Music Licensing & Gyms

In 2015, I was fined $10,000 for illegal use of licensed music. Honestly, it could have been so much worse. I first received a call from one of the Performance Rights Organizations (PROs) and then a letter. They meant business. I’m fairly certain that my response was “What the $@&*$#!” - and by “$@&*$#”, I mean FUCK! I quickly sent it over to my lawyer, whose response was roughly the same, but he concurred. This was a completely legitimate fine. The gym I was operating was running music through Pandora and Spotify at the time. Classes were being taught, people were working out, and trainers were kicking people’s butts, all illegally.

I learned the hard way that if you’re making money while someone else’s music is being played, you better be damn sure that you’ve paid the licensing fees.

Photo by Trust "Tru" Katsande on Unsplash

Like most other businesses, gyms are required to pay for music through special subscriptions or paying the music associations directly. This does not - I repeat - DOES NOT mean Spotify, Pandora, or Apple Music can simply be plugged and played during your class at the gym. Those subscriptions are for personal use, not commercial use. These services do not include an agreement with the licensing association’s PROs to play music publicly. Nope, not even Spotify Premium.

PROs collect licensing fees from users (that’s you!) to pay the copyright owners. There are three PROs in the United States:

These PROs specifically represent various songwriters and copyright owners. Paying one organization does not mean that you’re covered by all. These three companies work independently from one another. Each company sells the public performance licenses that represent their different copyrights and make it possible for businesses like gyms, coffee shops, restaurants, stores, dance studios, and bars to play music.

Copyright laws require that users get permission from the creator of the music in order to play it. People should get paid for their work, right? Going to the gym, putting your headphones on, and listening to your favorite Pandora station isn’t an issue. What’s the distinction? You’re not making money from other people at the gym while playing that music during your own workout. It becomes an issue when a fitness facility to use those same personal subscriptions for public use, whether it’s a group fitness, yoga, or a personal training client.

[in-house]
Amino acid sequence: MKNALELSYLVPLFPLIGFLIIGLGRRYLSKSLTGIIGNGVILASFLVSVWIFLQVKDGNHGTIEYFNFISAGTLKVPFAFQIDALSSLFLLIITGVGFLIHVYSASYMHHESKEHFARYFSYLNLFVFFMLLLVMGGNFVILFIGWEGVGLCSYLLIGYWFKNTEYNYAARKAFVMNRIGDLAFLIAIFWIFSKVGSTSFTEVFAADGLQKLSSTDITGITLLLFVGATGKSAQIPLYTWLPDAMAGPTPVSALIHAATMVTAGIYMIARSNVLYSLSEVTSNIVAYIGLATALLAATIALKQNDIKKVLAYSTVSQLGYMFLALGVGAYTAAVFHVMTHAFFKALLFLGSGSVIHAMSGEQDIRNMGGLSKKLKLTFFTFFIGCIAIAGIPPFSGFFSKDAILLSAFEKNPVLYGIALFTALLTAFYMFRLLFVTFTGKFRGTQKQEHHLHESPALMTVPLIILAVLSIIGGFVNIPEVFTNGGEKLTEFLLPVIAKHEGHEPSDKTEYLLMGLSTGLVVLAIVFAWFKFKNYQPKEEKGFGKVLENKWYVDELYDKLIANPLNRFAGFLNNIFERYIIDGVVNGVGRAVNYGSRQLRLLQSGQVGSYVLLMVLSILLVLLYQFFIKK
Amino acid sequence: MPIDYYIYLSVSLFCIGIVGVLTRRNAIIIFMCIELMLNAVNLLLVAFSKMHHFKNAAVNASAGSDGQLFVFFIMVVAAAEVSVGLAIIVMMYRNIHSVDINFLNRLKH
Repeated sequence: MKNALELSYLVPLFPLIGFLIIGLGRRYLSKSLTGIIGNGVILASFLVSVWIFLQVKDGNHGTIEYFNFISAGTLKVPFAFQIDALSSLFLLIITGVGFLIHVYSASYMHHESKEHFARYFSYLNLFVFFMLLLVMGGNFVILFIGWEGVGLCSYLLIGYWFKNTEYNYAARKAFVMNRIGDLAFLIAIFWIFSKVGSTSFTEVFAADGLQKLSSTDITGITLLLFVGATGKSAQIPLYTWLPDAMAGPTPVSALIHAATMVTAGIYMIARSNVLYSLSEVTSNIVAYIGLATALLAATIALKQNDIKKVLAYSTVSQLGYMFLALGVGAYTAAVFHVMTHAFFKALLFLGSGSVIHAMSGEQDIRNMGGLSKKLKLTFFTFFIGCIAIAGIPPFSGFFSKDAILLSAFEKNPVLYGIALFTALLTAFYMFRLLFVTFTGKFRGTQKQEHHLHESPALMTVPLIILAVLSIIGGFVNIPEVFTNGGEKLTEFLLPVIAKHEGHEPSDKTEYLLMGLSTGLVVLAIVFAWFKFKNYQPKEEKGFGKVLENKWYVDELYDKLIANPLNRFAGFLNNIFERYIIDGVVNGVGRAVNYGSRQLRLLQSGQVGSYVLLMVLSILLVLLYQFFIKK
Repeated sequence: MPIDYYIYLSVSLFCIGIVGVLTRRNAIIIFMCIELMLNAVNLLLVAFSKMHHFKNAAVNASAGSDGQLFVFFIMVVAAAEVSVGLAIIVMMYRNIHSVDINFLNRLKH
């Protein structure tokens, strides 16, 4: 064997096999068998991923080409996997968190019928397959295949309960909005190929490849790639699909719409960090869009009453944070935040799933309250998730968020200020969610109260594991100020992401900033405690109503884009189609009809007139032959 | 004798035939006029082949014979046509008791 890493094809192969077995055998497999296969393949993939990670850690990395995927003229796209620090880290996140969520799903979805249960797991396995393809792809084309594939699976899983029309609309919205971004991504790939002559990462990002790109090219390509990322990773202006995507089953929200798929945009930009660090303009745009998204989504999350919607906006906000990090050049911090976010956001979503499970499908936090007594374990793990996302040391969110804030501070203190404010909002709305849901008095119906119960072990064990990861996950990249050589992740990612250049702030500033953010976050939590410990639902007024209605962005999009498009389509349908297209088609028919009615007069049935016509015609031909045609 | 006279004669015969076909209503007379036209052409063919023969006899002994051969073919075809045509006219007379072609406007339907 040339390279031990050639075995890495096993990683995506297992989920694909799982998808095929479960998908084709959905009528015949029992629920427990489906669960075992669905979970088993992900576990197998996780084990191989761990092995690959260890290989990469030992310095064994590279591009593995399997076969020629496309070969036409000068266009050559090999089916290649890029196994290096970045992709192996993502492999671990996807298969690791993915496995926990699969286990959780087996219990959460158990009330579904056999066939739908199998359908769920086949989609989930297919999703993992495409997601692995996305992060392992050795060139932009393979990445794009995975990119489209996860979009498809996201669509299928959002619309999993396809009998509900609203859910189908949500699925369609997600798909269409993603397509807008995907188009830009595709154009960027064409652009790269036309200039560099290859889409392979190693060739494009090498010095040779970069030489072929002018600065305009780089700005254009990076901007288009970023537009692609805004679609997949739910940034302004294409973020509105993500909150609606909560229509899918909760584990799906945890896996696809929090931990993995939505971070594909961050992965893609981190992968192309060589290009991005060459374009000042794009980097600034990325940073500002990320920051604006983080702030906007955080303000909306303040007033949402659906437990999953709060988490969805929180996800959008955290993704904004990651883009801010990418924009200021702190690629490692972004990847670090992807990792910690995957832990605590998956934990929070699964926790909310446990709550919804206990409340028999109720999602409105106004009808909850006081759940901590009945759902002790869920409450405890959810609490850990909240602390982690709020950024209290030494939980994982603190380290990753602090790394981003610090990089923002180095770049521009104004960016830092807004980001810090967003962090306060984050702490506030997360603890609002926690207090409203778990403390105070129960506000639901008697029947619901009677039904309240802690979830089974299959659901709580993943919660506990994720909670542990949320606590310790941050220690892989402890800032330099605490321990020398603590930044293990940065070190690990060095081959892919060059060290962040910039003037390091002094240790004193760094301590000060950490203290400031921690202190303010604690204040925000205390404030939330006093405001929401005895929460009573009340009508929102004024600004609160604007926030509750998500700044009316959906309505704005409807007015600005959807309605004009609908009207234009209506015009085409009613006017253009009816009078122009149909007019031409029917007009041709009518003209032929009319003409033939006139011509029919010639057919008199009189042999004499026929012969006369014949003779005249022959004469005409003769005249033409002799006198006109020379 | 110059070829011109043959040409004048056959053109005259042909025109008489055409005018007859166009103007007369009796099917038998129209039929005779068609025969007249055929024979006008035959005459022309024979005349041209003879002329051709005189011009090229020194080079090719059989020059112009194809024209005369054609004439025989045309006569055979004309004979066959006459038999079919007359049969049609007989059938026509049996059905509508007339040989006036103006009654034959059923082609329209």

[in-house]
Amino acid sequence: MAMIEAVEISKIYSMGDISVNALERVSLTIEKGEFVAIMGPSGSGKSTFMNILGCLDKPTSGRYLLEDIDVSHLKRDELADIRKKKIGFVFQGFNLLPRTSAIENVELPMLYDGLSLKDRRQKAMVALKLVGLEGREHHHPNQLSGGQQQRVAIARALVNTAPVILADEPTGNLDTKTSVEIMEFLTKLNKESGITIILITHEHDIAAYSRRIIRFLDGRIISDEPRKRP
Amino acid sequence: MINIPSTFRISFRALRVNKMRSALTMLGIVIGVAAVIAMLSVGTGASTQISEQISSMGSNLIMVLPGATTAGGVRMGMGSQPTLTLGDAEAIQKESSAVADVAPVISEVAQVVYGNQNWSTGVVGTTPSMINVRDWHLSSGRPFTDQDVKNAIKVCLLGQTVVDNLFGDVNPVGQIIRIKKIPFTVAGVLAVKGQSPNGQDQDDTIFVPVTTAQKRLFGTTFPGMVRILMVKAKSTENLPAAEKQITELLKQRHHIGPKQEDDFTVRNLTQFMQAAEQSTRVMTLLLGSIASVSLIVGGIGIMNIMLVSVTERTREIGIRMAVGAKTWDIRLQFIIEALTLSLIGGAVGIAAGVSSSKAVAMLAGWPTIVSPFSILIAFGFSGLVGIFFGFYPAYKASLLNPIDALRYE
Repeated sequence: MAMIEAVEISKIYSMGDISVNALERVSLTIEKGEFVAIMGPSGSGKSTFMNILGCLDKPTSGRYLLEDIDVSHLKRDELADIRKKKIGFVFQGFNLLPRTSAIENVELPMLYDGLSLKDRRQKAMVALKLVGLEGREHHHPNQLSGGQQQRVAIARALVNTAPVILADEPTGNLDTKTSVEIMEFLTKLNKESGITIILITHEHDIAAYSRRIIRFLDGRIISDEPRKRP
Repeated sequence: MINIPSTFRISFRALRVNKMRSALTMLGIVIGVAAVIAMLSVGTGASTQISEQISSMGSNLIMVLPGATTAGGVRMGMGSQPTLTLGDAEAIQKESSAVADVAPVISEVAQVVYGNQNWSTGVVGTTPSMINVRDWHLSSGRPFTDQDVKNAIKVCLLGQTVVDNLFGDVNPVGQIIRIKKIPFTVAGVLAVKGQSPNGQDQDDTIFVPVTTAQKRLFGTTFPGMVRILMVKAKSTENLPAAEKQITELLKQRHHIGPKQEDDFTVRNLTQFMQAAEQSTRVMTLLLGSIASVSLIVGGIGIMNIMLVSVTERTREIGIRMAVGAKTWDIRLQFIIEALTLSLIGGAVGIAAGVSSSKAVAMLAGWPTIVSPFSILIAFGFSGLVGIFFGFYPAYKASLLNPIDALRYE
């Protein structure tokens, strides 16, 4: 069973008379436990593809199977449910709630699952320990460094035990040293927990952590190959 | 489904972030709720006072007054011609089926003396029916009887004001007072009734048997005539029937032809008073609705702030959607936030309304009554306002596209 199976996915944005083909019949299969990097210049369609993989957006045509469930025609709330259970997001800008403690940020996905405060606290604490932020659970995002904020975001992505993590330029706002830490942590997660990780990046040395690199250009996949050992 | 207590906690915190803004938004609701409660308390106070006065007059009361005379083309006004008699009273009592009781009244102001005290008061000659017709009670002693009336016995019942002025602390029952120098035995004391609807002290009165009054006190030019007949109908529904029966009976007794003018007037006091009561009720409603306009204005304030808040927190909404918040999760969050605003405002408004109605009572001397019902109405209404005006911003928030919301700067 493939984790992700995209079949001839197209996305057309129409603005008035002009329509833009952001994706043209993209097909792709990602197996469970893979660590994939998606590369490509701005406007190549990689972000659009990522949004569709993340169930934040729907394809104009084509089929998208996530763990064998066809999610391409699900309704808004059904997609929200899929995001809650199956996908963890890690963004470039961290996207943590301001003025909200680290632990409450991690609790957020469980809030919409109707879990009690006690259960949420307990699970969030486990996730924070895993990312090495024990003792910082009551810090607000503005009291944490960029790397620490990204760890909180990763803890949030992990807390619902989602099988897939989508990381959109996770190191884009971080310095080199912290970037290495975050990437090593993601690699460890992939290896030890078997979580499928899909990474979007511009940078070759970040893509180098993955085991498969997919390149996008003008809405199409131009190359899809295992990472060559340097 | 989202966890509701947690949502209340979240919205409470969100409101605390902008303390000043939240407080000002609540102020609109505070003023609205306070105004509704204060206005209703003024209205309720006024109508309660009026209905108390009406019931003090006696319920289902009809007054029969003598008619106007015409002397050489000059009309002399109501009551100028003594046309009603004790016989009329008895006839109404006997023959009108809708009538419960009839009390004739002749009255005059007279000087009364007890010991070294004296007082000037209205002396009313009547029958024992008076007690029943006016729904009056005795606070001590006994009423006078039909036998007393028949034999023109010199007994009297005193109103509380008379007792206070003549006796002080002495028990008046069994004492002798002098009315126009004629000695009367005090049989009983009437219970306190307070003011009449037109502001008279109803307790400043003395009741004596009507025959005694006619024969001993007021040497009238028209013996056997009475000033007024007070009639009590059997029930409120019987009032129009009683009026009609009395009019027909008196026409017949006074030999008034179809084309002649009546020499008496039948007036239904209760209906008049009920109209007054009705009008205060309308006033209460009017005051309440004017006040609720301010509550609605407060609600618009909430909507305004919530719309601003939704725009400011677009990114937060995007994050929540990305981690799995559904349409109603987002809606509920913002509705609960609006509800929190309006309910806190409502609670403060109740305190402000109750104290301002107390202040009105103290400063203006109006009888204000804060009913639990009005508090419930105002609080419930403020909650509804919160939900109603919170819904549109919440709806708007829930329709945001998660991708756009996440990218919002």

So it’s essentially like this: If you want to play a song by Snoop Dogg in your gym, and you haven’t received Mr. Dogg’s permission, you’re violating copyright laws. Why? Copyright law gives copyright holders certain exclusive rights. The owner of a song's copyright controls the right to make public performances of that song. Playing Gin and Juice in your gym is considered a public performance, whether or not he’s actually there. It’s his music, and you’re making money off of it.

Without obtaining the licensing for the music you choose to play, you can be held liable for damages from as little as $750 up to a maximum of $150,000 PER SONG PLAYED. Do these organizations really go after small businesses? Yes. And I found out the hard way.

There are a few ways to avoid paying these fees. NOLO.com is a site which provides some options for small businesses to avoid these fees, but they aren’t really that feasible in a gym setting. Such as:

  • Play the radio for locations under 2000 square feet

  • Play classical music 

  • Play copyright-free music

  • Play only original music

Like I said, not very feasible in a gym setting.

So what should you do?

  1. Pay the annual fees for each of the PROs.

  2. Choose a streaming service and be sure to read the fine print to understand where and how you are permitted to play that music.

Music is essential to most gym environments, whether you’re a group fitness instructor or a personal trainer. The big box gyms typically have this covered, but knowing what you as an individual trainer or a smaller fitness facility might be liable for is extremely important. When in doubt, do your research!